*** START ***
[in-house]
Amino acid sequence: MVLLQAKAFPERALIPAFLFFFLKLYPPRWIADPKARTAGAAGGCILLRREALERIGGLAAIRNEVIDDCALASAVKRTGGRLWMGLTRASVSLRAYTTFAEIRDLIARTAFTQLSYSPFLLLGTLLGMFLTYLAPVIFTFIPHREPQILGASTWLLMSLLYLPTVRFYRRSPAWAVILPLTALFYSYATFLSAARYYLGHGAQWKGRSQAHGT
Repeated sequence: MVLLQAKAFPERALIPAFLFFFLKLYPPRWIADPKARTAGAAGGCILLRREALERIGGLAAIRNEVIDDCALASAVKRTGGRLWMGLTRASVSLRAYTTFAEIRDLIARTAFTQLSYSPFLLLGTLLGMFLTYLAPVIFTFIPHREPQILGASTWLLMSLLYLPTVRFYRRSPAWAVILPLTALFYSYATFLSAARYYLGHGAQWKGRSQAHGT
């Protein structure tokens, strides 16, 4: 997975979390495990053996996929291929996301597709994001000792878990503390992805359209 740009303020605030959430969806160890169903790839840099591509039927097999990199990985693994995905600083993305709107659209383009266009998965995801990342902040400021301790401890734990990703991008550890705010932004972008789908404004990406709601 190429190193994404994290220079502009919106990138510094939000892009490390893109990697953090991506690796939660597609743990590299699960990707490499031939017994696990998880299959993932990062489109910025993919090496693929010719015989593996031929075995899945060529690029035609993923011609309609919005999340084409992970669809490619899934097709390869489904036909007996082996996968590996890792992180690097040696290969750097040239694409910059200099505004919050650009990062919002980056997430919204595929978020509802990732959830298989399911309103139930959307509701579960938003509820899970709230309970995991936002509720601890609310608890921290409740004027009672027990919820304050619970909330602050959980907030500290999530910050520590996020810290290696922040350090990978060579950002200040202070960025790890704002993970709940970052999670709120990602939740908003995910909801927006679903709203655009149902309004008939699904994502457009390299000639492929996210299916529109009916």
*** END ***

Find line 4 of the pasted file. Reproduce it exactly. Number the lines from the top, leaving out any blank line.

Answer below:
């Protein structure tokens, strides 16, 4: 997975979390495990053996996929291929996301597709994001000792878990503390992805359209 740009303020605030959430969806160890169903790839840099591509039927097999990199990985693994995905600083993305709107659209383009266009998965995801990342902040400021301790401890734990990703991008550890705010932004972008789908404004990406709601 190429190193994404994290220079502009919106990138510094939000892009490390893109990697953090991506690796939660597609743990590299699960990707490499031939017994696990998880299959993932990062489109910025993919090496693929010719015989593996031929075995899945060529690029035609993923011609309609919005999340084409992970669809490619899934097709390869489904036909007996082996996968590996890792992180690097040696290969750097040239694409910059200099505004919050650009990062919002980056997430919204595929978020509802990732959830298989399911309103139930959307509701579960938003509820899970709230309970995991936002509720601890609310608890921290409740004027009672027990919820304050619970909330602050959980907030500290999530910050520590996020810290290696922040350090990978060579950002200040202070960025790890704002993970709940970052999670709120990602939740908003995910909801927006679903709203655009149902309004008939699904994502457009390299000639492929996210299916529109009916």